Monday, September 22, 2008

Chapters of the Chinese Taoist Association

This is a list of chapters of the Chinese Taoist Association. There are several hundred local Taoist associations in . The below is a listing of the most relevant provincial, municipal and city-level Chinese Taoist Association chapters. The general headquarters are based in Beijing, at the White Cloud Temple.

Provincial chapters

* Liaoning Taoist Association - since 1976 - headquarters at Supreme Clarity Temple, Shenyang
* Gansu Taoist Association - since 1985 - headquarters at White Cloud Temple of Lanzhou
* Hunan Taoist Association - since 1986 - headquarters at Triple Origin Temple, Nanyue Mountain
* Shanxi Taoist Association - since 1986 - headquarters at Eight Immortals Temple, Xi'an
* Henan Taoist Association - since 1987 - headquarters at Central Mountain Temple, Mount Song
* Anhui Taoist Association - since 1991 - headquarters at King Yu Shrine, Mount Tu
* Shandong Taoist Association - since 1992 - headquarters at Emerald Cloud Temple, Mount Tai
* Sichuan Taoist Association - since 1962, dismantled during , resumed in 1993 - headquarters at Green Ram Temple, Chengdu
* Jiangsu Taoist Association - since 1993 - headquarters at Mount Mao Temple, Mount Mao
* Hubei Taoist Association - since 1993 - headquarters at Eternal Spring Temple, Wuhan
* Guangdong Taoist Association - since 1994 - headquarters at Temple of Emptiness, Mount Luofu
* Fujian Taoist Association - since 1997 - headquarters at Immortal Pei Shrine, Fuzhou
* Hebei Taoist Association - since 1997 - headquarters in Shijiazhuang
* Qinghai Taoist Association - since 1997 - headquarters at Earth Tower Temple, Xining
* Zhejiang Taoist Association - since 1999 - headquarters at Embracing Simplicity Temple, Hangzhou

Municipal chapters

* Shanghai Taoist Association - since 1956, dismantled during , resumed in 1985 - headquarters at White Cloud Temple of Shanghai
* Chongqing Taoist Association - since 1998 - headquarters at Venerable Sovereign Grotto

Prefectural and city chapters

* Guangzhou Taoist Association - seat: Triple Origin Temple of Guangzhou
* Xi'an Taoist Association - seat: Eight Immortals Shrine
* Hangzhou Taoist Association - seat: Embracing Simplicity Temple
* Shenyang Taoist Association - seat: Supreme Clarity Temple
* Chengdu Taoist Association - seat: Green Ram Temple
* Wuhan Taoist Association - seat: Eternal Spring Temple
* Fuzhoun Taoist Association - seat: Nine Immortals Shrine, Mount Yu
* Suzhou Taoist Association - seat: Mysterious Sublimity Temple
* Changsha Taoist Association - seat: Cloudy Mountain Temple, Mount Yuelu
* Wenzhou Taoist Association - seat: Purple Cloud Temple of Wenzhou
* Qingdao Taoist Association - seat: Supreme Clarity Temple of Qingdao


The portmanteau chaordic refers to a system that blends characteristics of and . The term was coined by Dee Hock.

The mix of chaos and order is often described as a harmonious coexistence displaying characteristics of both, with neither chaotic nor ordered behavior dominating. Some hold that nature is largely organized in such a manner; in particular, living organisms and the evolutionary process by which they arose are often described as chaordic in nature. The chaordic principles have also been used as guidelines for creating human organizations -- business, nonprofit, government and hybrids -- that would be neither nor .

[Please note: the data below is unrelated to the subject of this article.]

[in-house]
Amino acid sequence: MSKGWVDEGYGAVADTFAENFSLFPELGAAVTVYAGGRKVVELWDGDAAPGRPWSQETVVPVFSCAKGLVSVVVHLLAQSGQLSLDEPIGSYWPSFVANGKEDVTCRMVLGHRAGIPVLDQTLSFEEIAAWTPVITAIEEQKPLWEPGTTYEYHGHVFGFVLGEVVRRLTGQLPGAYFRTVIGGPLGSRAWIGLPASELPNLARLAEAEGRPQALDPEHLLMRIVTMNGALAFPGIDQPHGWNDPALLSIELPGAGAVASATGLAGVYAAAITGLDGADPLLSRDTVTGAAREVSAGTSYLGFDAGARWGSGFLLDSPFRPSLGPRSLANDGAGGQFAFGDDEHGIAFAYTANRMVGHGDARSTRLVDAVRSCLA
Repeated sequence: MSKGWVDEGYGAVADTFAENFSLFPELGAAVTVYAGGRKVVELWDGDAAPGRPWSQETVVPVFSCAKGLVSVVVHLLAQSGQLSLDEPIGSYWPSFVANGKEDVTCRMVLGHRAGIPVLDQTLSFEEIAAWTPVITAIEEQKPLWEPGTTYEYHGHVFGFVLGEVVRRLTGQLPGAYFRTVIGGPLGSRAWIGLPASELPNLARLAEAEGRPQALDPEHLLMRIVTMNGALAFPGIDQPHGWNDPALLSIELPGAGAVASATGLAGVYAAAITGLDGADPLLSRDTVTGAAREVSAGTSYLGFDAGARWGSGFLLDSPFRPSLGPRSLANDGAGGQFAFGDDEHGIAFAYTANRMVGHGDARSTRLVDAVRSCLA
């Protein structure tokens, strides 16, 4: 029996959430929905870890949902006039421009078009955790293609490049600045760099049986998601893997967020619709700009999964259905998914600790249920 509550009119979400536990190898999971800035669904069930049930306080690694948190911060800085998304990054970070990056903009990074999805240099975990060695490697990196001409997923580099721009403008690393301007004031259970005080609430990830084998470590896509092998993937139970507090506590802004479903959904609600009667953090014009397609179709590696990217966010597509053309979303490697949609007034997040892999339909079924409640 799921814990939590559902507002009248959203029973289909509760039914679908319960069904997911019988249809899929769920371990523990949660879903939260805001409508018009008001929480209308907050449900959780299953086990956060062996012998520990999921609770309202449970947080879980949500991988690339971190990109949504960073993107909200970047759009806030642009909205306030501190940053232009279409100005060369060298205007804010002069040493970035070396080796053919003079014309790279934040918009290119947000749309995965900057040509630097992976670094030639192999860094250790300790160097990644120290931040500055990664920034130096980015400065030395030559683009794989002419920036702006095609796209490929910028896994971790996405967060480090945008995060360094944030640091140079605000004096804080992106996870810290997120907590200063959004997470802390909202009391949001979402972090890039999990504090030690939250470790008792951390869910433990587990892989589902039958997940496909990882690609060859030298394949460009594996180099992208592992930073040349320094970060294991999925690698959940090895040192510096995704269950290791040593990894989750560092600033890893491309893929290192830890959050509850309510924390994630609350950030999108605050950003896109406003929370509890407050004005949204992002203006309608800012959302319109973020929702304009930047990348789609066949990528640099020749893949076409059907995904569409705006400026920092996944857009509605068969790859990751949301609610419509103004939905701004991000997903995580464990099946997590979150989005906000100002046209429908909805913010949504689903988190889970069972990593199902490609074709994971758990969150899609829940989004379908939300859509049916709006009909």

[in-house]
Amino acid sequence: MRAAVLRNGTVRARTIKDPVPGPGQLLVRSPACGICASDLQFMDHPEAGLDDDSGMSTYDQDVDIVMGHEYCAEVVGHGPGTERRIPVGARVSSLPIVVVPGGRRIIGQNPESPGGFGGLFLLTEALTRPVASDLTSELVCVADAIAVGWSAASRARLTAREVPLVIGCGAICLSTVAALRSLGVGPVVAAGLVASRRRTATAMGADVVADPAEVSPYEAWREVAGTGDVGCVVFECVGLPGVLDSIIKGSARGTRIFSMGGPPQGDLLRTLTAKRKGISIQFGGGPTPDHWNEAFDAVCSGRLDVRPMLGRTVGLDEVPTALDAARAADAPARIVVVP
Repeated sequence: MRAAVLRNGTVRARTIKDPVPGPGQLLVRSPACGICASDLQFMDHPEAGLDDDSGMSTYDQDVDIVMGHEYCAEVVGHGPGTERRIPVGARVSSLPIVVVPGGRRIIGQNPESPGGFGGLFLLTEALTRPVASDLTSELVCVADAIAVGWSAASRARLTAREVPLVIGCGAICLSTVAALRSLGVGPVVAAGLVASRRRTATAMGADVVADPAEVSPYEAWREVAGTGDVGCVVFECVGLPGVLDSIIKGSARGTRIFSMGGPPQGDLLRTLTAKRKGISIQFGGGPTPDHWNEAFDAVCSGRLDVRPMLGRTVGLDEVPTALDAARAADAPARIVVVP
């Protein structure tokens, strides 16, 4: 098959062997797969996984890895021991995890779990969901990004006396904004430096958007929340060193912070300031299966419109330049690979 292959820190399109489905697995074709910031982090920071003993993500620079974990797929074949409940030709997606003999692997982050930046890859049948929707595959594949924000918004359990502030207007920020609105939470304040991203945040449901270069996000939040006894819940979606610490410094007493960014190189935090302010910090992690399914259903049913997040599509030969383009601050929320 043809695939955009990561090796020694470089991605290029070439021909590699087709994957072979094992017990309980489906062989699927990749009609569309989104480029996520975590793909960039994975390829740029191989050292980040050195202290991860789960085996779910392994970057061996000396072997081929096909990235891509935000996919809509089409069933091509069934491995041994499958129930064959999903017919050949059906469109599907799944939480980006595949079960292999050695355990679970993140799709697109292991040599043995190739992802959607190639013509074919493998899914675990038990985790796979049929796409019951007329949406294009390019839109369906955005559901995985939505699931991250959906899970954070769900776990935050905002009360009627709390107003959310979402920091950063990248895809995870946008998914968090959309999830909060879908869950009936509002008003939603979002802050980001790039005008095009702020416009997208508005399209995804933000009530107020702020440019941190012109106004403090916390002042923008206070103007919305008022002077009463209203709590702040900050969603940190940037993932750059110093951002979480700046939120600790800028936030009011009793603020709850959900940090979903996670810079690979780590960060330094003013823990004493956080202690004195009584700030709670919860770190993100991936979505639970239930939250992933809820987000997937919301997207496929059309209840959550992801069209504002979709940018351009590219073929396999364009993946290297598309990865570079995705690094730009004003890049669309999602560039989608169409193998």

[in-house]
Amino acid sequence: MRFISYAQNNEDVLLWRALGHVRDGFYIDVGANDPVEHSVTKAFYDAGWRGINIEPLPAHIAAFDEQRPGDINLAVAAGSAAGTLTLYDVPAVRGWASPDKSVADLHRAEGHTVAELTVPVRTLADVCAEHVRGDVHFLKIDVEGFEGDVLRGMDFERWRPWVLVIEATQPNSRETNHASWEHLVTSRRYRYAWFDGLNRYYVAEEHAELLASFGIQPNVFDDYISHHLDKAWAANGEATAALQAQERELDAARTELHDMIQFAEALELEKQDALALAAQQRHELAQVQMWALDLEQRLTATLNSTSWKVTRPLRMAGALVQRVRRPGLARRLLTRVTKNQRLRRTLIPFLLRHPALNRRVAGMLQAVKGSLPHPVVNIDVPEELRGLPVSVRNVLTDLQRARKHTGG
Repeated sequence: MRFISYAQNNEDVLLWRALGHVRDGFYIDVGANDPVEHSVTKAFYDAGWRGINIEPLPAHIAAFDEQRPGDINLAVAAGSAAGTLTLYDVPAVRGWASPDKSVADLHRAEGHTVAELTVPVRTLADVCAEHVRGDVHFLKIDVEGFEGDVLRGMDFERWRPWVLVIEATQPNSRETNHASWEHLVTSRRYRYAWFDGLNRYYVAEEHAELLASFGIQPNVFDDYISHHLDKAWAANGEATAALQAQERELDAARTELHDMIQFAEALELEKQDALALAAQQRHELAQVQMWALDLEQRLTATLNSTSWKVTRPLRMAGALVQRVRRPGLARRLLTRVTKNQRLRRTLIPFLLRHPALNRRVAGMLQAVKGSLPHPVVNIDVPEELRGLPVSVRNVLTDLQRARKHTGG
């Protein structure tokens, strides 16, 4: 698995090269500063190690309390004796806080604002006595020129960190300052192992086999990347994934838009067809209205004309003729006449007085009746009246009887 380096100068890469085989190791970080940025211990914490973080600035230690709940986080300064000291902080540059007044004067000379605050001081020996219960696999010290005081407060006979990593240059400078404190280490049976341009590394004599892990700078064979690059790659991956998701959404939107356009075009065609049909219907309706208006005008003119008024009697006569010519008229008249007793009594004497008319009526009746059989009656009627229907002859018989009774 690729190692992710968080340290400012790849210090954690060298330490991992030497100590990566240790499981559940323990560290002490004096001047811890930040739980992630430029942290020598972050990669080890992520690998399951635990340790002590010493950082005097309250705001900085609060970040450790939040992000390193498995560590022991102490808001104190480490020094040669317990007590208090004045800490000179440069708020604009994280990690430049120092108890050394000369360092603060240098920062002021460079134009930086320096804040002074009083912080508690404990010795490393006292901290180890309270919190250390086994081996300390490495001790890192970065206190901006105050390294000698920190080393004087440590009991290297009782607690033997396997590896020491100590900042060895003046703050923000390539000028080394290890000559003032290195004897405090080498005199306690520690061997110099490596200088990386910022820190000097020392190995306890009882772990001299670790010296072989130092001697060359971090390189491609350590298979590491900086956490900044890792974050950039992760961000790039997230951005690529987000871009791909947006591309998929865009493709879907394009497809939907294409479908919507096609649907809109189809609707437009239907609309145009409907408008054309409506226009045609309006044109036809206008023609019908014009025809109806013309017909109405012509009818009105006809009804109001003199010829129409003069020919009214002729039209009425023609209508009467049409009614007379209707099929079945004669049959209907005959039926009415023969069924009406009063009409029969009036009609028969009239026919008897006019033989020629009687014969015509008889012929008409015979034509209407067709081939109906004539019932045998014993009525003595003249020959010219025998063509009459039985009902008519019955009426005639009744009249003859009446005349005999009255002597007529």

Kunlun Nu

Kunlun Nu was a wuxia romance written by ''P’ei Hsing'' during the Tang Dynasty. The Hero of the tale is a Negrito slave that uses his supernatural physical abilities to save his master's lover from the harem of a court official.


It takes place during the ''Ta-li'' of and follows the tale of a young man named ''Ts’ui'' who enlists the aide of ''Mo-lê'', his negrito slave, to help free his beloved who was forced to join the harem of a court official. At midnight, Mo-lê kills the guard dogs around the compound and carries Ts’ui on his back while easily jumping to the tops of walls and bounding from roof to roof. With the lovers reunited, Mo-lê leaps over ten tall walls with both of them on his back. Ts’ui and his beloved are able to live happily together in peace because the official believes she was kidnapped by and did not want to make trouble for himself by pursuing them. However, two years later, one of the official’s attendants sees the girl in the city and reports this. The official arrests Ts’ui and, once he hears the entire story, sends men to capture the negrito slave. But Mo-lê escapes with his dagger and flies over the city walls to escape apprehension. He is seen over ten years later selling medicine in the city, not having aged a single day.

Taoist influence

Mo-lê’s gravity defying abilities and agelessness suggests the fictional character is a practitioner of esoteric life-prolonging exercises akin to Chinese immortals. According to a tale attributed to the Taoist adept Ge Hong, some hunters in the Zhongnan Mountains saw a naked man whose body was covered in black hair. Whenever they tried to capture him he “leapt over gullies and valleys as if in flight, and so could not be overtaken." After finally ambushing the man, the hunters learned it was in fact a 200 plus year old woman who had learned the arts of immortality from an old man in the forest.